Could it be that in the not so distant future, maybe next year already, we could see a turning point in the energy transition for the MENA region? Obviously its’ legacy is in oil and gas. However, nowadays, with the development of oil and gas prices and the falling prices of renewable energys ,as well as the discussions about stranded assets, how much is it really changing there?

I think there is sort of a few different pathways forward. Maybe it is  not helpful in this question to generalize the answer for the entire region because there are different countries that will take different approaches. In some markets, we see the natural low cost of greening of the power sector that may or may not trickle into the upstream of the oil and gas sector and the future expectations or plans of some of the NOC’s in the region. Some of them do have some investment arms that are looking into the renewable space or have already made some investments in the renewable space. But on the whole there is a pretty big chasm between what the electricity sector looks like and that kind of growth of renewables, electric vehicles, storage and even green hydrogen in the medium to long term. As well as the export oriented nature of the folks and their strategies. Therefore, it is a little difficult to connect those dots, but I think market by market we do see that. Some of the big ambitions for renewable targets and the decarbonisation of power are likely to be met in the region in part because of these low costs. In part also because of the very readily available and low cost financing. However, whether or not that trickles into non-power sectors remains to be seen.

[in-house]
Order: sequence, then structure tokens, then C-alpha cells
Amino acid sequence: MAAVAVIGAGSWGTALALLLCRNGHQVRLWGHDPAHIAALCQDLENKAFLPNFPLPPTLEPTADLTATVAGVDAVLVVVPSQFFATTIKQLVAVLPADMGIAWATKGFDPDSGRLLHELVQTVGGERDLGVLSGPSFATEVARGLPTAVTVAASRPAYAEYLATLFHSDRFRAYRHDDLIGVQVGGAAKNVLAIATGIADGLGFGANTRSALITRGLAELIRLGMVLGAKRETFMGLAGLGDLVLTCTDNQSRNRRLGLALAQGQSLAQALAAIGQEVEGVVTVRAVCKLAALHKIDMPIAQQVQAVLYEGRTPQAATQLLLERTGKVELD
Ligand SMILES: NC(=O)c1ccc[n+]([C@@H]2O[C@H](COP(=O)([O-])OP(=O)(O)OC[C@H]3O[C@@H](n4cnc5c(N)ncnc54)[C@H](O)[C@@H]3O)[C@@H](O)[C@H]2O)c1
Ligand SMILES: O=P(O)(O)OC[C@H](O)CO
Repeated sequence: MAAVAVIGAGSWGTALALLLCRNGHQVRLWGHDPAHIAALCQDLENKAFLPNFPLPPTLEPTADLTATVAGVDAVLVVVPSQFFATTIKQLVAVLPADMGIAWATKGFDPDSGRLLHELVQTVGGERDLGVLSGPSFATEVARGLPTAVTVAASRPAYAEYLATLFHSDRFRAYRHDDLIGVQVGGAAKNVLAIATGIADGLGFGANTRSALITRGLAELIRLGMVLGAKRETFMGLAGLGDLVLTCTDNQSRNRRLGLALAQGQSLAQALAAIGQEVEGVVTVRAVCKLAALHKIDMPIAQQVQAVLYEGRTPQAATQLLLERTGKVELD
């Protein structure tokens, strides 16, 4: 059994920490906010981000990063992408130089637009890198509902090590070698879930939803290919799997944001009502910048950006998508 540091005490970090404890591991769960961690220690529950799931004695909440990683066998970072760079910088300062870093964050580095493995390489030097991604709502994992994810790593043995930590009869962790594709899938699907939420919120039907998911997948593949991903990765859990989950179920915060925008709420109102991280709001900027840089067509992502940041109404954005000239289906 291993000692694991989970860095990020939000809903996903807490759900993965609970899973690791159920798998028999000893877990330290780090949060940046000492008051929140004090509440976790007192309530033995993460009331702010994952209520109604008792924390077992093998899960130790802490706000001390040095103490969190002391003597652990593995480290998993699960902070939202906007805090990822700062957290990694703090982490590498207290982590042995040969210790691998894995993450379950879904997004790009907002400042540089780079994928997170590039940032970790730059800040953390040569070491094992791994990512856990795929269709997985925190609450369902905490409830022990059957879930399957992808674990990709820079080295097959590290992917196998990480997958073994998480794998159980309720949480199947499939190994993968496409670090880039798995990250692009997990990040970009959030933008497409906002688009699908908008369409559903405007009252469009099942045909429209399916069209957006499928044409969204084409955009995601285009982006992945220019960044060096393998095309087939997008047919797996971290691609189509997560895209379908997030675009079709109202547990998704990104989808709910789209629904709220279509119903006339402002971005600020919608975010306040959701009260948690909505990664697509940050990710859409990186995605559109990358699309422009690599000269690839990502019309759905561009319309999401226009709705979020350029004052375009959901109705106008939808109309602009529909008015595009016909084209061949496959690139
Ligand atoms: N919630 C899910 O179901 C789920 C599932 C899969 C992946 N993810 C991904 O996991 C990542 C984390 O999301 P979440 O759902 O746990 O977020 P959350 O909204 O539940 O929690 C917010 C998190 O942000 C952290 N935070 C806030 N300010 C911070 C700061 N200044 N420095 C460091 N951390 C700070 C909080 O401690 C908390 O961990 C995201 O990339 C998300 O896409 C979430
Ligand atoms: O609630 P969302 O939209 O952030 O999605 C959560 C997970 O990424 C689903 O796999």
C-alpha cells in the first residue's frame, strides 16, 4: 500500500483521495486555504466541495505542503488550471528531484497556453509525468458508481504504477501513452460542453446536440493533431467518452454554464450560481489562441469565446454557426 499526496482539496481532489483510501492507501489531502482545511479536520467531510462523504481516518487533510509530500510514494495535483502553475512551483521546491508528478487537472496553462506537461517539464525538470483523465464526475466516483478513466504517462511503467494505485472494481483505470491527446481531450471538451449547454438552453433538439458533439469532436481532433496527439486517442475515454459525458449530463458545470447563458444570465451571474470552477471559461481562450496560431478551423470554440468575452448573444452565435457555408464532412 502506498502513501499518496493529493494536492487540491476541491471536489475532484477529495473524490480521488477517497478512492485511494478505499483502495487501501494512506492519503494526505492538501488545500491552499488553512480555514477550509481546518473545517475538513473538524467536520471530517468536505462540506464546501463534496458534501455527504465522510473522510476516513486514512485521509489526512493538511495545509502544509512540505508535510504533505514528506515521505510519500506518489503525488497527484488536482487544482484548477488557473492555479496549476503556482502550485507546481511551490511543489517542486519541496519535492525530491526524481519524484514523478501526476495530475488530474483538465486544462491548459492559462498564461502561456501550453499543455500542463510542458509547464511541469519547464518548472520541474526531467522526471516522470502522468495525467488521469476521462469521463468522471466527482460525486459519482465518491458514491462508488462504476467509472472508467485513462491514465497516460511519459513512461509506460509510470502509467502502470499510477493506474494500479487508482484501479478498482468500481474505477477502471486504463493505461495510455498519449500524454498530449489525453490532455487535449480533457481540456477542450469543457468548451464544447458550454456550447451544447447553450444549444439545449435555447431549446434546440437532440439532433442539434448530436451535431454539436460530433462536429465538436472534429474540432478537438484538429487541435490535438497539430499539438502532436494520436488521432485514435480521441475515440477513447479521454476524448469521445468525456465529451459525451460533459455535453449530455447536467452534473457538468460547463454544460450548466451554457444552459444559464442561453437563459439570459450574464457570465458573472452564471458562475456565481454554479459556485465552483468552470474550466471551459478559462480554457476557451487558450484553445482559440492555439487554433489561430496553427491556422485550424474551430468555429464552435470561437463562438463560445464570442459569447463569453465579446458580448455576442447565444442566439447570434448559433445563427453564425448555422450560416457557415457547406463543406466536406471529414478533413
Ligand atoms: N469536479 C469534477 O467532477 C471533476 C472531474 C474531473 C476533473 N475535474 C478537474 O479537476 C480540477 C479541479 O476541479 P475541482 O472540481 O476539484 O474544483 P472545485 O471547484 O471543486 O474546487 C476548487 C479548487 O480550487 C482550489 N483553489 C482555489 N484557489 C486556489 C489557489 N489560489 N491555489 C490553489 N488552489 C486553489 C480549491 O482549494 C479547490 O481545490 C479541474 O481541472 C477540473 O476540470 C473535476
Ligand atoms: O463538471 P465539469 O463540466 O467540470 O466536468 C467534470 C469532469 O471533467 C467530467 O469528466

There are quite a few very exciting projects, singular projects as well. You have a massive ramp up of solar energy but there is still a lot of groundwork to be done when it comes to infrastructure and the creation of markets. Would that be a fair sum of all the points you put out there?

There is certainly a lot of work to be done on the infrastructure side as well as on the policy side to enable private investment in infrastructure. Therefore, markets that properly value front of the meter energy storage or create wholesale markets for non-dispatchable renewable power need to be created as a way to compensate curtailment that could otherwise be redirected towards green hydrogen. These questions are still yet to be answered, because the region's power sector is still vertically integrated and focused on publicly owned electricity sectors and publicly run tenders.
 

You can find the full podcast of the interview here.